Good afternoon. It is a great thrill and honor to address you, future graduates of the College at Brockport. Eight years ago I sat where you sit now. All things considered, I was feeling pretty good. Like you, I had braved the chaos of the bookstore with all of its confusing codes. Like you, I had stopped wrinkling my eyebrows in complete bewilderment when someone referenced a mysterious document called “your DARS report.” And like you, I had learned that walking the distance from the Student Union to the campus gym was a workout in itself.
However, there were two things that made me a bit different. First, I was a college dropout. When I was eighteen, my parents loaded up their station wagon and helped me hang curtains in my first dorm room. The second time around, at twenty-four, I was in it alone. Running late, I drove myself from Rochester to this very event, parked in a Faculty lot and received my first ticket from Parking and Transportation services. It was the first of many parking tickets.
Second, unlike most of you, I cradled my six-month-old son in a baby sling at my chest as I listened to the president’s remarks. My son’s here today too, but if I tried to fit him back into the sling, I would probably injure both of us.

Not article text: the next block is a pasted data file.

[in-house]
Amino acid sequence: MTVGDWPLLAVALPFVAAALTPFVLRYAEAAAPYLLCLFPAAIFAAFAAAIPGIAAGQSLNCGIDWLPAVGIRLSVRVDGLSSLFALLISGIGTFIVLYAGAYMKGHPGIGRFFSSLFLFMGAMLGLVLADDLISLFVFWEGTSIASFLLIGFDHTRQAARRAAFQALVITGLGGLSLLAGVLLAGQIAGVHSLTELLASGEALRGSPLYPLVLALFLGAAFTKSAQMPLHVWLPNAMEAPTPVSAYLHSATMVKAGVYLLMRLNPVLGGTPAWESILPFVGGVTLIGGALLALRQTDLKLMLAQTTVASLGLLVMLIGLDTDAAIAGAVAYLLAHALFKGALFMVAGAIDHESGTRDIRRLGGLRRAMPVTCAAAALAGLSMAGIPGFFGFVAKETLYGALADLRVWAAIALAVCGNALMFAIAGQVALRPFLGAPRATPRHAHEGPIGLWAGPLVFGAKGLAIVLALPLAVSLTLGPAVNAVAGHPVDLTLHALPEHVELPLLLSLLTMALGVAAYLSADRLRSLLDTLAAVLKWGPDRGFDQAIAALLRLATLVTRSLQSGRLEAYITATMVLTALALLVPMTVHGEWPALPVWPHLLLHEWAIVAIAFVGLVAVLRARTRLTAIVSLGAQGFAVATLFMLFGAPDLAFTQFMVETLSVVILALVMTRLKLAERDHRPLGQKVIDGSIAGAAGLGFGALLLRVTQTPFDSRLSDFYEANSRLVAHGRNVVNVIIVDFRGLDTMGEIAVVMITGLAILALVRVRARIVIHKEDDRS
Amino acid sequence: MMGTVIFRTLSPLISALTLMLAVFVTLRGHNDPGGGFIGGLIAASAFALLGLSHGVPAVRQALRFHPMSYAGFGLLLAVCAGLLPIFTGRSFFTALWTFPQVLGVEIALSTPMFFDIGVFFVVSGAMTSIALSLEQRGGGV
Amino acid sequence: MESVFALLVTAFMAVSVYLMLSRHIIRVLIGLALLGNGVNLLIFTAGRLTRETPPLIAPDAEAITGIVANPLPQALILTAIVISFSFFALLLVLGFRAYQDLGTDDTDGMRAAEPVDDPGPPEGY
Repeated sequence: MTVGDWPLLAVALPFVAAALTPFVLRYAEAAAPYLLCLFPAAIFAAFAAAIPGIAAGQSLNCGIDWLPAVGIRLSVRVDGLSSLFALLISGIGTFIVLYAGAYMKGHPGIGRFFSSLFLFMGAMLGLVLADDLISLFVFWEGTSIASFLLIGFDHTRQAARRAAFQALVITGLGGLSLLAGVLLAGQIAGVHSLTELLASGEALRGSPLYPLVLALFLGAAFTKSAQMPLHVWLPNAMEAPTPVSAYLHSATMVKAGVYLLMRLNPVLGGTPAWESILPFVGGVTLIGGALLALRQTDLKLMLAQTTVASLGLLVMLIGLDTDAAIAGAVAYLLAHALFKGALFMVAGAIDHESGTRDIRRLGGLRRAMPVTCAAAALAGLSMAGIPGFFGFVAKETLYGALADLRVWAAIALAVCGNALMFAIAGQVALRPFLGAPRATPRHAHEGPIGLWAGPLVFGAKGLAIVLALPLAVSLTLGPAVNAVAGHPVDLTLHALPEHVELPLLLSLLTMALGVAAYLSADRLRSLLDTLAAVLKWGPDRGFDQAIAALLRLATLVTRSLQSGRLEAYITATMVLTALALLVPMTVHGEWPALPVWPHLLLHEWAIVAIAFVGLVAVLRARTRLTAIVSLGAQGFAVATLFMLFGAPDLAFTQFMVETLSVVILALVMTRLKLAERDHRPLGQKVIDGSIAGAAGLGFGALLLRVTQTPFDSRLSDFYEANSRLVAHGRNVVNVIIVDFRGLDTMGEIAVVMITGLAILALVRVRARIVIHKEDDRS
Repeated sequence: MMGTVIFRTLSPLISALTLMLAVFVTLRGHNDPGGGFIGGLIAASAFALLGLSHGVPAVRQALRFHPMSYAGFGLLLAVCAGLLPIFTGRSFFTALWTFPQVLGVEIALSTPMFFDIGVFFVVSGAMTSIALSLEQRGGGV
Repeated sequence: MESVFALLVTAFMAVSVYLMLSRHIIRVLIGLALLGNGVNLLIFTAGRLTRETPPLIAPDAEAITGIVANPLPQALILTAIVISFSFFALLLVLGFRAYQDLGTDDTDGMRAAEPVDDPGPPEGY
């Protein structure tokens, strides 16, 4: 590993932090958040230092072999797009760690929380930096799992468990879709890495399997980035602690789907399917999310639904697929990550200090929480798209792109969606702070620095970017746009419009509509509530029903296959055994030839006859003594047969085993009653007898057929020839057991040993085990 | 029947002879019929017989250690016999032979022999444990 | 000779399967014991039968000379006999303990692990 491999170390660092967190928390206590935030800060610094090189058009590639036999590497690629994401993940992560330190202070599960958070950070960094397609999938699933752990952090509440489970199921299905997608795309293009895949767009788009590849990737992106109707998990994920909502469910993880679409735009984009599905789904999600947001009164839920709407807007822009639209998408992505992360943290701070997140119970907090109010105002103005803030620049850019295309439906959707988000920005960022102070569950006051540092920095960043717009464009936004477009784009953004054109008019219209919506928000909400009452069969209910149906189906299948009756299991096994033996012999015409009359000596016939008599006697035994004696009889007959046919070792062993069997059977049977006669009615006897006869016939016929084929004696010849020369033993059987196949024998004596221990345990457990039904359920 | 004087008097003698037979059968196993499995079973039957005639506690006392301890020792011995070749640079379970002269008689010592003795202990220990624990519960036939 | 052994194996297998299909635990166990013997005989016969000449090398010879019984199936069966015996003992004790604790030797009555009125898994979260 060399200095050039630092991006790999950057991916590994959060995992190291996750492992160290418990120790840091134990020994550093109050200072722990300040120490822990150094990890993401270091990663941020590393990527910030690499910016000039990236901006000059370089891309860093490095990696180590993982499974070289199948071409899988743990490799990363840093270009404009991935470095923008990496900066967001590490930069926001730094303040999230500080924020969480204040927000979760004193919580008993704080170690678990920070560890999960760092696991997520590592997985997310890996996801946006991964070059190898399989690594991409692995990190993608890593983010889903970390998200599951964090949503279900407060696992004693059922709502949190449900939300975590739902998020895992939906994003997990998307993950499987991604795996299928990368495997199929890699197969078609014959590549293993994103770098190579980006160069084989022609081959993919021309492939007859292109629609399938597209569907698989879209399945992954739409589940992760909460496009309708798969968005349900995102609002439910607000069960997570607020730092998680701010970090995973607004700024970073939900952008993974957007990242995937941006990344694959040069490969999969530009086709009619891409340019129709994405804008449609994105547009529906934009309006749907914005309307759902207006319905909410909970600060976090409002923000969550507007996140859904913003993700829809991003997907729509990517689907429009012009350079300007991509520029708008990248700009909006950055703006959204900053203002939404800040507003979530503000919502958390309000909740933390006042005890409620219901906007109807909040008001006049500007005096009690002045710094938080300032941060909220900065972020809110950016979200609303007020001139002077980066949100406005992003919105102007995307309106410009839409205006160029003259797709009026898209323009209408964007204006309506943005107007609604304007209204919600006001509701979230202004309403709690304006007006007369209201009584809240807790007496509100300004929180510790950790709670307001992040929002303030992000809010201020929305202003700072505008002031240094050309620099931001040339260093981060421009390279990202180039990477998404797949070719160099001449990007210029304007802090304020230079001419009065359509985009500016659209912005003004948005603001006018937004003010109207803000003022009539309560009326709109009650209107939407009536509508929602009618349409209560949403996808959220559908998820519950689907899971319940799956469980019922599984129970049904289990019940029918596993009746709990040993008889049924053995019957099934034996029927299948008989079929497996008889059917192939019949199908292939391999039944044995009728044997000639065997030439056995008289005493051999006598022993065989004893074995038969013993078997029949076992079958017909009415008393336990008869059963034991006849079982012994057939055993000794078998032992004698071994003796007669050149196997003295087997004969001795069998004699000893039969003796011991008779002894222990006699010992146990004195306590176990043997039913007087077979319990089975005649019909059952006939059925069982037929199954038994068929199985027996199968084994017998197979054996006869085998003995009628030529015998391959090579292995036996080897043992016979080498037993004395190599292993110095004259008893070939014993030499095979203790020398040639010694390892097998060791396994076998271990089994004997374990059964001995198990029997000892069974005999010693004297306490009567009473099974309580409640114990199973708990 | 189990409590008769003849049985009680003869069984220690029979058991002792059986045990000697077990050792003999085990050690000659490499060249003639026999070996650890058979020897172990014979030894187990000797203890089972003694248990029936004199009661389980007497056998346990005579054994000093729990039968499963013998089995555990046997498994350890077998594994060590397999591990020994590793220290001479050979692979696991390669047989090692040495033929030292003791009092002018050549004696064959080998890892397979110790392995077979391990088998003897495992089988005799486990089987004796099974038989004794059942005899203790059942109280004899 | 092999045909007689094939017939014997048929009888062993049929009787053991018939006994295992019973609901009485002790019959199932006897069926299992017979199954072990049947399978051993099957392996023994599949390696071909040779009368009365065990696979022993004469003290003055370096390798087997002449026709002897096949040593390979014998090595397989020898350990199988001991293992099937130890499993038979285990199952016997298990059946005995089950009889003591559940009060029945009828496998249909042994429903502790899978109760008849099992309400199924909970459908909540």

My parents gave me the very best chance to pursue my life in logical order. I ignored their advice. Now that my son is eight years old, I am just beginning to understand the grief that my choices must have caused them. And if my son were beginning his college career here today, part of me would want to say: Do things in the right order! Blend in with the successful kids! Think only hard enough to make your professors happy! I would want to say that, but it wouldn’t be right.
When my son begins college, I will do the hardest thing imaginable: let him go. To do that, I will have to lift the latch on the pasture gate that holds a thousand sheep marked with my deepest fears. I will watch the sheep push the gate open and rush at my son. And over the din of their clattering hooves, I will call out words he cannot hear.
Work hard! I will shout. Follow your gut! No success or failure defines you as much as the quality of your love!
The sheep are our losses, our mistakes. They trample us down, in succession or all at once, and it is impossible to dodge them all. But I know a secret. Each irrevocable mistake, each blinding grief that knocks you over, can also lift you up. For each trampling sheep carries one hundred pounds of soft wool on his back. It is up to you to gather it. Even if their hooves are crushing your ribcage, even if the wool seems too far away to touch. It is up to you to gather it.